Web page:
It is a concept, not many first-time filmmakers would subscribe to. And that because, it clearly disguises itself as a methodology too challenging to be effortlessly welcomed by the average-viewer, who after investing in a film-ticket wouldnt bow down further to comprehend in-depth logic. This is debatable, as to how easy or complex you perceive the picture.
Kiran Rao, after directorially assisting in films like Lagaan, Swades, Saathiya and Monsoon Weddings doesnt reflect any similar nuances in her sensibilities but instead cinematizes frames of minds, expressions of originality and nakedness of its people through her unusual portrayal of confused yet determined emotions, represented by four strikingly contrasting individuals, with the city metaphorically demonstrating sentimental deficiency, but not once investigates its functional mannerisms.
Arun is an artist, his marital history tinted with shades of grey, on a lookout for substantiality to fill inner void, which has translated professionally resulting into his lack of inspiration. A nights encounter with an attractive NRI, who instantly gets emotionally engrossed, becomes an act of regret for Arun, who finds negligible solace in the tentative company. The diminutive attentiveness from his part weakens her, whose disappointment converts into momentary annoyance finally settling with an aspirational liaison towards Arun.
She is Shai an investment banker on a supposed sabbatical to stimulate the creative surges, which she gains from her photographic passion. Now, unintentionally her dhobi Munna gets trapped in, acting as a catalyst of soundness for her discontentness. Sheinterests herself by capturing the vivid lives and spontaneous moments the city presents, being considerably remote with the intensity of struggle and exercise of the people behind.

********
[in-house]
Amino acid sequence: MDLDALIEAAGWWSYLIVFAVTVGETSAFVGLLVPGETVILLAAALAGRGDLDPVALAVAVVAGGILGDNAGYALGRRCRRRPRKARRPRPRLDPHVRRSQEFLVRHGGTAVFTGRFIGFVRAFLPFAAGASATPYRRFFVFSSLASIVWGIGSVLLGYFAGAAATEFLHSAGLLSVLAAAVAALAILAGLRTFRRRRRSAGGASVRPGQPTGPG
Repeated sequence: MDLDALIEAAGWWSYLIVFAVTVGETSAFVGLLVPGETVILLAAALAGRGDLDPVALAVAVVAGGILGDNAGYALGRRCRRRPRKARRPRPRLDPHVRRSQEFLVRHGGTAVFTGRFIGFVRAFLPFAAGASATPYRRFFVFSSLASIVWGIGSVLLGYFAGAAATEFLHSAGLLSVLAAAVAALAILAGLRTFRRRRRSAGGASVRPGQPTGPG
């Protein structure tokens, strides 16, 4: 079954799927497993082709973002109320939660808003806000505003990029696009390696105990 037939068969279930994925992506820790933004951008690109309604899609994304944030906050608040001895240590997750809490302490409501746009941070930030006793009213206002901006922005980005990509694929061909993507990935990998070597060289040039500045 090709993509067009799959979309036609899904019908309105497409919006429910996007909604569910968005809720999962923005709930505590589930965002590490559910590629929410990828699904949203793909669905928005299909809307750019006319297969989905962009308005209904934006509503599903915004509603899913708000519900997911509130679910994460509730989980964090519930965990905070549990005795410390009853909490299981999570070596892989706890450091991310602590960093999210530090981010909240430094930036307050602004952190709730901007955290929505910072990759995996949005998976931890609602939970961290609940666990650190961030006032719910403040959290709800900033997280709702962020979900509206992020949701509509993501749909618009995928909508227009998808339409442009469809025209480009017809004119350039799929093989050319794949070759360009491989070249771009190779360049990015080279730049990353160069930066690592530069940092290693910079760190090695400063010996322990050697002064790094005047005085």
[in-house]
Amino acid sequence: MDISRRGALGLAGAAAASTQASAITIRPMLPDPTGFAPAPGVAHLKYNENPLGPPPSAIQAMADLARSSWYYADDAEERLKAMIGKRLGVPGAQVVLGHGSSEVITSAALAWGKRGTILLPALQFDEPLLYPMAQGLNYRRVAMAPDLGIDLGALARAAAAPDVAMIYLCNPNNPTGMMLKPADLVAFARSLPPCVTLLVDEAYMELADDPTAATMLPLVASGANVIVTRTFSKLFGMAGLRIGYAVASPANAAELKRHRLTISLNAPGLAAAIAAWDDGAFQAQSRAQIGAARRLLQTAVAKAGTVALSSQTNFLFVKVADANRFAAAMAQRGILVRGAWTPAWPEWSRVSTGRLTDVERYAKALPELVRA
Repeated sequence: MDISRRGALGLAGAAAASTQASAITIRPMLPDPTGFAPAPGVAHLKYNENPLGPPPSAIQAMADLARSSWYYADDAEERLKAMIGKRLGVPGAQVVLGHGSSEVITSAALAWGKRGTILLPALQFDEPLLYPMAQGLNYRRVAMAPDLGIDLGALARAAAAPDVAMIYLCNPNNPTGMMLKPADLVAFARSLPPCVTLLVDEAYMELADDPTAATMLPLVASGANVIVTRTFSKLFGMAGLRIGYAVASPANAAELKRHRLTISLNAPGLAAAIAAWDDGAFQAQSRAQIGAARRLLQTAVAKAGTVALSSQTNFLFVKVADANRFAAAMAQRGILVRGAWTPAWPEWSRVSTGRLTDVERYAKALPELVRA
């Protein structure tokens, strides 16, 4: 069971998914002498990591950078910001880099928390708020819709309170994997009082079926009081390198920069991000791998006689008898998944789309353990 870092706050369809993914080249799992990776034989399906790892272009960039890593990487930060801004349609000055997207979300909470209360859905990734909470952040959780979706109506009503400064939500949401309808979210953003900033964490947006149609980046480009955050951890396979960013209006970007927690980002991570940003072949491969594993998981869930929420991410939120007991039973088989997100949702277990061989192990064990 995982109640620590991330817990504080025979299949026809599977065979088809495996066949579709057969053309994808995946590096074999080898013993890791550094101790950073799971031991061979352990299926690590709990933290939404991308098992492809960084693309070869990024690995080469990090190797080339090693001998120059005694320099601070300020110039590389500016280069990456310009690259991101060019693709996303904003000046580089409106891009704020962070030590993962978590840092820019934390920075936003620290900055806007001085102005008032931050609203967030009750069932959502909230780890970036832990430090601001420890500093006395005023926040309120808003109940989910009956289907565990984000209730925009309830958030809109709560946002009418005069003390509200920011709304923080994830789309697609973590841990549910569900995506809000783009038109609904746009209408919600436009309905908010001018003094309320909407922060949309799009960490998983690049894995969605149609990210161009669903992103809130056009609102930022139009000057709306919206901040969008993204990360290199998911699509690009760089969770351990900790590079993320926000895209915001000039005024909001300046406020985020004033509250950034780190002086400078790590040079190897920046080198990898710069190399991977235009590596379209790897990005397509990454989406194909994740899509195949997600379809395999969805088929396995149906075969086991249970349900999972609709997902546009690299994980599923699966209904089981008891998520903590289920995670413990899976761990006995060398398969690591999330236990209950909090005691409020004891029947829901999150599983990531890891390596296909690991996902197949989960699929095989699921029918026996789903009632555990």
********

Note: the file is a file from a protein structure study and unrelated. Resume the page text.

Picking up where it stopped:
Here, Rao manages to conjure an unusual rapport between a highly unrealistic pair " a Dhobi, who isnt dampened to dream himself as a superstar, but simultaneously is aware about the limitations his life poses to him and an upscale professional willing to push herself to discover hidden meanings of her life.
The inviting approachability that Shai presents, which is just an attempt to fulfil her personal vacuum and attain success while at break, creates a depressingly passionate illusion for Munna - who by now is unaware of Shais fondness for Arun. In the meanwhile, Arun discovers an escape-route in the video files of the previous tenant where he is the current occupant. It features Yasmeen " who, with intentions to acquaint the city to brother Imran, records her variant experiences with a number of random people she comes across. This is an utterly smart tool employed by Rao to convey the disturbing hollowness in Yasmeens life and her unfulfilled desires which are not much " just to fit, at least within the brackets of average wedded life.
Thus, Kiran Raos story majorly centres on the aspirational dreams of her heroes which are not all the time pragmatic. Within this context, the city is shown in a rather depressed state, a fruitless and an unrewarding place. Tusshar Kanti Rays camera grabs the essence of the city impressively corresponding to the films character moods. It mystifyingly traps the irregular expressions of Mumbai, some which we see in our real lives as well as the ones we skip.